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Posts Tagged ‘Oxford Street’

Koya (udon noodle bar)

I love noodle soups. So when I saw this glowing review of Koya in last week’s TimeOut, I hopped to it. Thanks to the TimeOut effect, which I’d expected, there was a lengthy queue at Koya when I arrived at 7:30 last Friday evening. Luckily, Koya sits next door to Mooli’s, so while waiting, Jon and I snacked on a dry, sitting-around-too-long beef kati roll before wandering a little further down the street to try some Roman-style pizza al taglio at Adagio. Sadly, our slice of sausage pizza was also dried out and sitting-around-too-long.

kaiso salad (£4) and onsen tamago (£2) at Koya

After 40 minutes, we landed seats. It was clear the staff was overwhelmed by the crowds as some tables sat empty for a while before a server could clean up and seat new customers.

Jon and I were underwhelmed by the side dishes we tried: a seaweed salad (kaiso) was too sour for me to enjoy, and the onsen tamago wasn’t half as silky as I’d expected. It tasted like a regular poached egg served in room-temperature broth.

prawn tempura udon noodle soup (£9)

The udon noodle soup was (happily) quite outstanding, but for £9, I was expecting more than a single prawn tempura (which arrived soggy beyond belief). The noodles were a great, chewy-but-firm texture, and the broth was elegantly clear and packed with flavor. The couple with whom we shared a table had smartly ordered inexpensive noodle soups and then ordered a portion of prawn tempura for about £10, which meant their prawns arrived (1) separately from the soup and therefore not soggy; and (2) in a generous portion – there must have been four or five on their tempura plate.

So when the queues die down, I’ll go back to Koya and order my tempura separately from my udon noodle soup.

One last note: ginger tea (a whopping £3) is something I love making at home, and Koya’s version started out nice but it soon became clear that the restaurant had added a thickener (a gelatin?) to the tea, so as the tea cooled, it solidifed into a mucous-like beverage. Pretty gross. Stick with the “Japanese” tea for £2.20.

Our total for two bowls of noodles, two teas and two side dishes: £36.

Koya, 49 Frith Street, W1D 4SG, 020 7434 4463; closest Tube station: Tottenham Court Road

Noodle Oodle (la mien/Chinese noodles)

After having eaten at Koya, I thought it was only fair to give a shout-out to Noodle Oodle, a no-frills Chinese noodle soup shop right next to Tottenham Court Road station. I’ve been going here for years and just never got around to blogging about it. The guy in the window making the la mien (hand-pulled noodles) tells you everything you need to know: stick with the la mien dishes.

Occasionally, my dining companions, despite my best efforts to stop them, order something off the starters menu (like any of the various dumplings). And it’s always a mistake. Always. Just get the noodle soup. At most, the garlic-stir-fried veg are a nice addition (gai lan is my fave).

gai lan

roast pork noodle soup (char siu la mien) £7

I usually get the roast pork (char siu) noodle soup, and occasionally with won tons (which have a delicate ginger flavor that I love). Roast duck is less consistent than the char siu and won ton soups, with the duck being kind of stringy sometimes, so order that one with caution.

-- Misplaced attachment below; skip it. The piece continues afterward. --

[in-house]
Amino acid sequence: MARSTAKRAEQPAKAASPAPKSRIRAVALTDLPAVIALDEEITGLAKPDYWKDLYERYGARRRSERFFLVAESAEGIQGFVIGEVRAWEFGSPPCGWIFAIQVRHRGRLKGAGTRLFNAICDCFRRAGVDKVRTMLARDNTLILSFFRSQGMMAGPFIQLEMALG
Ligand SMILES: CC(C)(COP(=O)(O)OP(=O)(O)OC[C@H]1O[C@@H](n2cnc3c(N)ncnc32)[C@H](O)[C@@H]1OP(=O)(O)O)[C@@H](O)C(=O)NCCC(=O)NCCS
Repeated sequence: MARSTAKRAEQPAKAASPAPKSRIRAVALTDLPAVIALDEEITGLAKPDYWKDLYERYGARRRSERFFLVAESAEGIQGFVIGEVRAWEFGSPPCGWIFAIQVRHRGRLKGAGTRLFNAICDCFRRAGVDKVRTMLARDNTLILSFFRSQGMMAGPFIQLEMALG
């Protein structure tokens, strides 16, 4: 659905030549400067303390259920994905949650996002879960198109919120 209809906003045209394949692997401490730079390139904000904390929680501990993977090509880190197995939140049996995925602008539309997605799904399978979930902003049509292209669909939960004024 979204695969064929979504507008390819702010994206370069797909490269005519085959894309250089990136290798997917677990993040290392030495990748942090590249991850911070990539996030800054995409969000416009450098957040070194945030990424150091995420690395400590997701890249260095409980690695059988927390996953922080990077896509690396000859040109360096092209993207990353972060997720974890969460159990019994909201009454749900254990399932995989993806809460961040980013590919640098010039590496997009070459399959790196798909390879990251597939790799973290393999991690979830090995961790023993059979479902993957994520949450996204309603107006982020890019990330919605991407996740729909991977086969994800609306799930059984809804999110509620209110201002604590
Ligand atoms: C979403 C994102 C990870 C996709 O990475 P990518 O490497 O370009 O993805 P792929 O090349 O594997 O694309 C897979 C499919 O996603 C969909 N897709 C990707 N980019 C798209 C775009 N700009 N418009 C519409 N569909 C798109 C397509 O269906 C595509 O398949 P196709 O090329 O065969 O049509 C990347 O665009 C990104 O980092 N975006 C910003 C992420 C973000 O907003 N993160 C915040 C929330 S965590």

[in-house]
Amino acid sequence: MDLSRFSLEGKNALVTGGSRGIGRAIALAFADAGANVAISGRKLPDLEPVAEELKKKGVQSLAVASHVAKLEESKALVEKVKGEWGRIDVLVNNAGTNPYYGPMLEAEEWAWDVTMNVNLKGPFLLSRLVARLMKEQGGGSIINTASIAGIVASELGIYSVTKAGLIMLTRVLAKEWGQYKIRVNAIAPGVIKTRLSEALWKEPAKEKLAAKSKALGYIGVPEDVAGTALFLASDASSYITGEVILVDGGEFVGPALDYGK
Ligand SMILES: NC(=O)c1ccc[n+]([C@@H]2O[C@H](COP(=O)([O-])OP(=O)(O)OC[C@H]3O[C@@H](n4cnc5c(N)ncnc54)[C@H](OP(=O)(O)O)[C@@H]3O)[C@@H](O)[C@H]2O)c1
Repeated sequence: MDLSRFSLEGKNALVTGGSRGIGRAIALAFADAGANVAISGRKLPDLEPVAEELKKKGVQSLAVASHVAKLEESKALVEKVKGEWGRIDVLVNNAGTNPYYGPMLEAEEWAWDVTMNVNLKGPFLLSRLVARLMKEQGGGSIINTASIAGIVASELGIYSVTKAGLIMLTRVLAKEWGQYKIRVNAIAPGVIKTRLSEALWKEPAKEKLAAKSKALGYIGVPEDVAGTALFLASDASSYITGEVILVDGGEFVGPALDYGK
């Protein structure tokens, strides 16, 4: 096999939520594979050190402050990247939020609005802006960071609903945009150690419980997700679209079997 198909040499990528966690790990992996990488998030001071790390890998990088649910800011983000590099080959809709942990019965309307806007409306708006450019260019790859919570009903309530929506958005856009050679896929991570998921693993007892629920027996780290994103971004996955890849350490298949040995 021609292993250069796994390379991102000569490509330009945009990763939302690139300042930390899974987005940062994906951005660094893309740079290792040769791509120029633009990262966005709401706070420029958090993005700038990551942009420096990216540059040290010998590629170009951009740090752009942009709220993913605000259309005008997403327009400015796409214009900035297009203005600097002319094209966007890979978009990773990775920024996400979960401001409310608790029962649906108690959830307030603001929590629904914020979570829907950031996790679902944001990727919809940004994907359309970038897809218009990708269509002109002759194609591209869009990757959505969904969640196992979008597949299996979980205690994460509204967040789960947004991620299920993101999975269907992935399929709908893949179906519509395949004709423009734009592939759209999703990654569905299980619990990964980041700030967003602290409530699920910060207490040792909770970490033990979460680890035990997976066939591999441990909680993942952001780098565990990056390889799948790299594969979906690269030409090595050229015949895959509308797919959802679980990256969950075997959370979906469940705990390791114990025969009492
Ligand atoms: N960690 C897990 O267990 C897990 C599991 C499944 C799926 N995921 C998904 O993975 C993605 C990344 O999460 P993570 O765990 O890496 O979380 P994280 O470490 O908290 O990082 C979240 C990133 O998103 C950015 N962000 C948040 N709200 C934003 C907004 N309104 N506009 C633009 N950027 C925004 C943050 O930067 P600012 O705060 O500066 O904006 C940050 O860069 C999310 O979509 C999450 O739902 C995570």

The place can get noisy and is definitely not a place to linger, but the noodle soups are hot, fresh and great for the price. Where Koya is elegant and stylish, Noodle Oodle is efficient and functional, but for the price and lack of queues, Noodle Oodle’s la mien soup continues to get my vote.

I’ve never spent more than £12.50 a person for a side of veg, a beverage and a ginormous bowl of noodle soup. If for some reason you’re still hungry afterwards, it’s a quick walk down Oxford Street to the inimitable Beard Papa for a delish cream puff.

Noodle Oodle, 25 Oxford Street, W1D 2DW, 0207 287 5953; closest Tube station: Tottenham Court Road

Alternate location: 106 Queensway Road, W2 3RR.

Koya on Urbanspoon

Noodle Oodle on Urbanspoon

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exterior of Tomoe sushi restaurant in London

Almost a year ago, I read Krista’s rave review of Tomoe sushi and thought “hmm, it’s cheap, fresh, handy when near Oxford Street *and* it’s named Tomoe [just like my fave sushi place in NY].” There was *no question* I was going to rush over.

So. I’ve been to Tomoe five or six times over the past few months, and the thing I liked every time was that it was, in fact, cheap, fresh, and handy when near Oxford Street. No fireworks from the food. But good, honest value: no matter how much I order at Tomoe, my tab always seems to come out around £15.

Well, this evening when I dropped by, Tomoe’s sushi just knocked my socks off. The fish’s freshness was off the charts. I was so impressed! All those other visits I’ve paid were good, but today was great. When I mentioned how especially good the sushi was today, our server looked at me like I was on crack. Maybe they just got a super-good fish delivery today? Maybe the packed house (thanks to a very large party of Japanese men) meant the sushi was made especially a la minute? I wish I could figure out why today was suddenly shoulders-above all my previous visits, because I really couldn’t get enough of the fish.

I started with miso soup, as always, and drinking it down created a spot of warm comfort in these cold, dark nights. It’s good, but the food that followed was without question the highlight.

chirashi sushi at Tomoe

chirashi sushi at Tomoe

My friend ordered the chirashi sushi (aka bowl of assorted sushi toppings on rice), and look at the care that went into putting it together. It was so pretty! And £8 for this large bowl of goodness.